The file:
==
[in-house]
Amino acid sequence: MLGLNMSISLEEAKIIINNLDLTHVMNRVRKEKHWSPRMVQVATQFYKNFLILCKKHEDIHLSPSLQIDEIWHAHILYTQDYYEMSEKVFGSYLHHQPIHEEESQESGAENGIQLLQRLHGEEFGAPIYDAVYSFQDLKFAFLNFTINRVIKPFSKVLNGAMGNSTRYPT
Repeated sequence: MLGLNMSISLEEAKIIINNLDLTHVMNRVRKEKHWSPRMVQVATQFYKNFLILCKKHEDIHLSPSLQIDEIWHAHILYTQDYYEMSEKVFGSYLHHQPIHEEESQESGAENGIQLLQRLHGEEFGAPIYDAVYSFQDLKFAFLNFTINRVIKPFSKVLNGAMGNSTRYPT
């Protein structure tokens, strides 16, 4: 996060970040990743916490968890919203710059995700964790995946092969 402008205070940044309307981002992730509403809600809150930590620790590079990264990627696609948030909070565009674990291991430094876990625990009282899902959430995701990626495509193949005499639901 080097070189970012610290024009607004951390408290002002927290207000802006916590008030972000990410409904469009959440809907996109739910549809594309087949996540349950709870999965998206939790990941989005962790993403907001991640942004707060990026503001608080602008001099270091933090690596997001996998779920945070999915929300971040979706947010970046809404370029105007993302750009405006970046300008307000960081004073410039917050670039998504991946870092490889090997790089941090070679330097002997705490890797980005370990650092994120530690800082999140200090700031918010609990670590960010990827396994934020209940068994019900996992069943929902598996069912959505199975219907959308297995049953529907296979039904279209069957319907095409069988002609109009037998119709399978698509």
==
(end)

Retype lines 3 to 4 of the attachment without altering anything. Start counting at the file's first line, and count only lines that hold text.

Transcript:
Repeated sequence: MLGLNMSISLEEAKIIINNLDLTHVMNRVRKEKHWSPRMVQVATQFYKNFLILCKKHEDIHLSPSLQIDEIWHAHILYTQDYYEMSEKVFGSYLHHQPIHEEESQESGAENGIQLLQRLHGEEFGAPIYDAVYSFQDLKFAFLNFTINRVIKPFSKVLNGAMGNSTRYPT
């Protein structure tokens, strides 16, 4: 996060970040990743916490968890919203710059995700964790995946092969 402008205070940044309307981002992730509403809600809150930590620790590079990264990627696609948030909070565009674990291991430094876990625990009282899902959430995701990626495509193949005499639901 080097070189970012610290024009607004951390408290002002927290207000802006916590008030972000990410409904469009959440809907996109739910549809594309087949996540349950709870999965998206939790990941989005962790993403907001991640942004707060990026503001608080602008001099270091933090690596997001996998779920945070999915929300971040979706947010970046809404370029105007993302750009405006970046300008307000960081004073410039917050670039998504991946870092490889090997790089941090070679330097002997705490890797980005370990650092994120530690800082999140200090700031918010609990670590960010990827396994934020209940068994019900996992069943929902598996069912959505199975219907959308297995049953529907296979039904279209069957319907095409069988002609109009037998119709399978698509």